15. Mohammadi Z, Shalavi S, Yaripour S, Kinoshita J-I, Manabe A, Kobayashi M, et al. Smear layer removing ability of root canal irrigation solutions: a review. J Contemp Dent Pract. 2019;20(3):395-402. [DOI:10.5005/jp-journals-10024-2528] [PMID]
16. Pashley DH, Livingston M. Effect of molecular size on permeability coefficients in human dentine. Arch Oral Biol. 1978;23(5):391-5. [DOI:10.1016/0003-9969(78)90098-5]
17. Gunes H, Gulen D, Mutlu R, Gumus A, Tas T, Topkaya AE. Antibacterial effects of curcumin: an in vitro minimum inhibitory concentration study. Toxicol Ind Health. 2016;32(2):246-50. [DOI:10.1177/0748233713498458] [PMID]
18. Nima G, Soto-Montero J, Alves LA, Mattos-Graner RO, Giannini M. Photodynamic inactivation of Streptococcus mutans by curcumin in combination with EDTA. Dent Mater. 2021;37(1):e1-e14. [DOI:10.1016/j.dental.2020.09.015] [PMID]
19. Marini E, Di Giulio M, Magi G, Di Lodovico S, Cimarelli ME, Brenciani A, et al. Curcumin, an antibiotic resistance breaker against a multiresistant clinical isolate of Mycobacterium abscessus. Phytother Res. 2018;32(3):488-95. [DOI:10.1002/ptr.5994] [PMID]
20. Usacheva MN, Teichert MC, Biel MA. Comparison of the methylene blue and toluidine blue photobactericidal efficacy against gram‐positive and gram‐negative microorganisms. Lasers in Surgery and Medicine: Lasers Surg Med. 2001;29(2):165-73. [DOI:10.1002/lsm.1105] [PMID]
21. Soria-Lozano P, Gilaberte Y, Paz-Cristobal M, Pérez-Artiaga L, Lampaya-Pérez V, Aporta J, et al. In vitro effect photodynamic therapy with differents photosensitizers on cariogenic microorganisms. BMC Microbiol. 2015;15(1):1-8. [DOI:10.1186/s12866-015-0524-3] [PMID] [PMCID]
22. Lavaee F, Badiei P, Yousefi M, Haddadi P. Comparison of the fungicidal efficacy of photodynamic therapy with methylene blue, silver nanoparticle, and their conjugation on oral Candida isolates using cell viability assay. Curr Med Mycol 2021;6(4):35-40. [DOI:10.18502/cmm.6.4.5332] [PMID] [PMCID]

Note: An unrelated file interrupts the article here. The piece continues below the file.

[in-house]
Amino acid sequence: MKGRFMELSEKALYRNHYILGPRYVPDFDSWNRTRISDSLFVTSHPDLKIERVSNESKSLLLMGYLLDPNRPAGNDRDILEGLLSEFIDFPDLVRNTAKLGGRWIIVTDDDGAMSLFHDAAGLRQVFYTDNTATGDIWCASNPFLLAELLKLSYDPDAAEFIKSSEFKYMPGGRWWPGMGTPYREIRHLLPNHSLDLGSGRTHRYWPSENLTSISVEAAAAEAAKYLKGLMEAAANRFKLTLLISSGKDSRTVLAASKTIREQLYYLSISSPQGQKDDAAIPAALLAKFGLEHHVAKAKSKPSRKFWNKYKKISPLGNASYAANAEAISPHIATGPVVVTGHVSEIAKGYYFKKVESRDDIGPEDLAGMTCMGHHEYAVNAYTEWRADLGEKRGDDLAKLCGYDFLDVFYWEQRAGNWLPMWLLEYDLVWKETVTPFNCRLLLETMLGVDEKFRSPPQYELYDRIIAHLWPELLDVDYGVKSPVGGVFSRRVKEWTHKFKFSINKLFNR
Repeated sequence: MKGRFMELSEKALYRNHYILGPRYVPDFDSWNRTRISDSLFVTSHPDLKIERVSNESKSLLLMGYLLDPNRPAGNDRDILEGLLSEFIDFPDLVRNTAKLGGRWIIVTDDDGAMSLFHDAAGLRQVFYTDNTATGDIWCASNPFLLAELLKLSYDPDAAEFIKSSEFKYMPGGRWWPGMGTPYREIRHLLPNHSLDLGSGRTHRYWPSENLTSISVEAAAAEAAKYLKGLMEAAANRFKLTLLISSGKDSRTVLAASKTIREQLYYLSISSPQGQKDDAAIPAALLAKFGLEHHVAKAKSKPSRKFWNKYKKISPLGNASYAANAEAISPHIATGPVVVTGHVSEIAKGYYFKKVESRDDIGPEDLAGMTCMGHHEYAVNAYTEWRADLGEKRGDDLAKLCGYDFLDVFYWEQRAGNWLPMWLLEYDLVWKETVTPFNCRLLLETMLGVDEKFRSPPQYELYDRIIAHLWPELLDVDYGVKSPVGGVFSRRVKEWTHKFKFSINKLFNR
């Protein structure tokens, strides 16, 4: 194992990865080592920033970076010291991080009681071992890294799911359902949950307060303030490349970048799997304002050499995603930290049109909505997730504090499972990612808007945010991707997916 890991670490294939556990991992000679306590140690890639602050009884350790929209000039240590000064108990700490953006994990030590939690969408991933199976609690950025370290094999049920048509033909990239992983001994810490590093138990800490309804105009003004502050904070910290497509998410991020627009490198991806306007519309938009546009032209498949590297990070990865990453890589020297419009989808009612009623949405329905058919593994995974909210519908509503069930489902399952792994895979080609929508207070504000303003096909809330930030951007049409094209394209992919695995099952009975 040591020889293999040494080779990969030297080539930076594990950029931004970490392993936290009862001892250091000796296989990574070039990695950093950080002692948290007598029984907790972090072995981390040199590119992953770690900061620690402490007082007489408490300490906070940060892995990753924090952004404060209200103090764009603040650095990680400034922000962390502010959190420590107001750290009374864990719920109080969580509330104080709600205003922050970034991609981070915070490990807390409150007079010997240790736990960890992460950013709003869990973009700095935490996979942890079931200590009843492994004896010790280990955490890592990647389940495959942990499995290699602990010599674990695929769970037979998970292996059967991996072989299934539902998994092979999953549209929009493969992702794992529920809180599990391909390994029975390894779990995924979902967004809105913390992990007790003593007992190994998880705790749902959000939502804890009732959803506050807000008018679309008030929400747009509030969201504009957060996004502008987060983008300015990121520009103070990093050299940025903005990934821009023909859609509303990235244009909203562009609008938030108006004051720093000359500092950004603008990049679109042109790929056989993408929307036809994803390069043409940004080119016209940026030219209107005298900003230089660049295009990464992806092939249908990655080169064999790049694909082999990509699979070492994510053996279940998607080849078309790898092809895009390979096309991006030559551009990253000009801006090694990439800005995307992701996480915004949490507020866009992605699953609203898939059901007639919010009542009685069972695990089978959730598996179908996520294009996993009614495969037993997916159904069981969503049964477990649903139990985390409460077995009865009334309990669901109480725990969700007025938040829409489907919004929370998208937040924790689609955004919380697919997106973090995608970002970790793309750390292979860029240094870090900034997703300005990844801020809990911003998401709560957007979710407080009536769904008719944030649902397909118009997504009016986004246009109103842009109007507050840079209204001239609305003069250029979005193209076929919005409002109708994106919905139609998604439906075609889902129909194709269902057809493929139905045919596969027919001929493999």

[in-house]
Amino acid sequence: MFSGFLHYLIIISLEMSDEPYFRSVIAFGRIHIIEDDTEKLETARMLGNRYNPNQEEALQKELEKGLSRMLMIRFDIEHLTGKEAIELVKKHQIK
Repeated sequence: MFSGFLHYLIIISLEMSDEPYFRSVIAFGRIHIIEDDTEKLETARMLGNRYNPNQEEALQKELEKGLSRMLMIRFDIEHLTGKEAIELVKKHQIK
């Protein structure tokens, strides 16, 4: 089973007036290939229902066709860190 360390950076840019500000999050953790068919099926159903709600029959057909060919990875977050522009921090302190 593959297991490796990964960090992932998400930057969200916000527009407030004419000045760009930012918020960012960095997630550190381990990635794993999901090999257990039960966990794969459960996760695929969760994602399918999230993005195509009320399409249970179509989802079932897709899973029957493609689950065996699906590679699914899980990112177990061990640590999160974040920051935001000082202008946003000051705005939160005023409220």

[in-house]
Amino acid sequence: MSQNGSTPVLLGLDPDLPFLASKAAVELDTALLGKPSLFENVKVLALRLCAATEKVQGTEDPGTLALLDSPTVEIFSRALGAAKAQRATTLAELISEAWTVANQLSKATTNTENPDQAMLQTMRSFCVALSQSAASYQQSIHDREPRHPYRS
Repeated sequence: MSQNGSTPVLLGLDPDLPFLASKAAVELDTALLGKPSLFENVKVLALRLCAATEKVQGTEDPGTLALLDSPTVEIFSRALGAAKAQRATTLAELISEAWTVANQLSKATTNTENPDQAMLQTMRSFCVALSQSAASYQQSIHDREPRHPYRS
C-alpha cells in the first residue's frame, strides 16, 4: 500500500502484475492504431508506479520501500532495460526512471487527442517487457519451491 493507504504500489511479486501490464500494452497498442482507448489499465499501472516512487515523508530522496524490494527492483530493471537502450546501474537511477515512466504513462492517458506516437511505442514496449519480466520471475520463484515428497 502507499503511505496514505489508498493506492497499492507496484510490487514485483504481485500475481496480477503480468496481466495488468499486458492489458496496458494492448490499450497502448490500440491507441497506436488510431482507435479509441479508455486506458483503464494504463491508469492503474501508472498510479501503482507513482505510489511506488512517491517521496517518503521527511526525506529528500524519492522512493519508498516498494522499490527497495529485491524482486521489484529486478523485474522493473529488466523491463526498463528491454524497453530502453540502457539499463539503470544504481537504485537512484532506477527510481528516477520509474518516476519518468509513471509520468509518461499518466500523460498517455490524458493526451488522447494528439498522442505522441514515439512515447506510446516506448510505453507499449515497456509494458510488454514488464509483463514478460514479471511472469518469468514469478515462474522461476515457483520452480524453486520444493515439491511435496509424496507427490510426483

23. Tønnesen HH. Solubility, chemical and photochemical stability of curcumin in surfactant solutions. Studies of curcumin and curcuminoids, XXVIII. Die Pharmazie. 2002;57(12):820-4.
24. Paqué F, Luder H, Sener B, Zehnder M. Tubular sclerosis rather than the smear layer impedes dye penetration into the dentine of endodontically instrumented root canals. Int Endod J. 2006;39(1):18-25. [DOI:10.1111/j.1365-2591.2005.01042.x] [PMID]
25. Machado R, Garcia LdFR, da Silva Neto UX, Cruz Filho AdMd, Silva RG, Vansan LP. Evaluation of 17% EDTA and 10% citric acid in smear layer removal and tubular dentin sealer penetration. Microsc Res Tech. 2018;81(3):275-82. [DOI:10.1002/jemt.22976] [PMID]
26. Roghanizad N, Vatanpour M, Moradi Eslami L, Bahrami H. Comparison of WaveOne and ProTaper Universal preparation systems in the amount of smear layer/debris production: an in-vitro SEM study. J Res Dent Maxillofac Sci. 2017;2 (4):33-43. [DOI:10.29252/jrdms.2.4.33]
27. de Souza Matos F, da Silva FR, Paranhos LR, Moura CCG, Bresciani E, Valera MC. The effect of 17% EDTA and QMiX ultrasonic activation on smear layer removal and sealer penetration: Ex vivo study. Sci Rep. 2020;10(1):1-8. [DOI:10.1038/s41598-020-67303-z] [PMID] [PMCID]

Add your comments about this article : Your username or Email:
CAPTCHA

Send email to the article author


Rights and permissions
Creative Commons License This work is licensed under a Creative Commons Attribution-NonCommercial 4.0 International License.

© 2021 CC BY-NC 4.0 | Journal of Research in Dental and Maxillofacial Sciences

Designed & Developed by : Yektaweb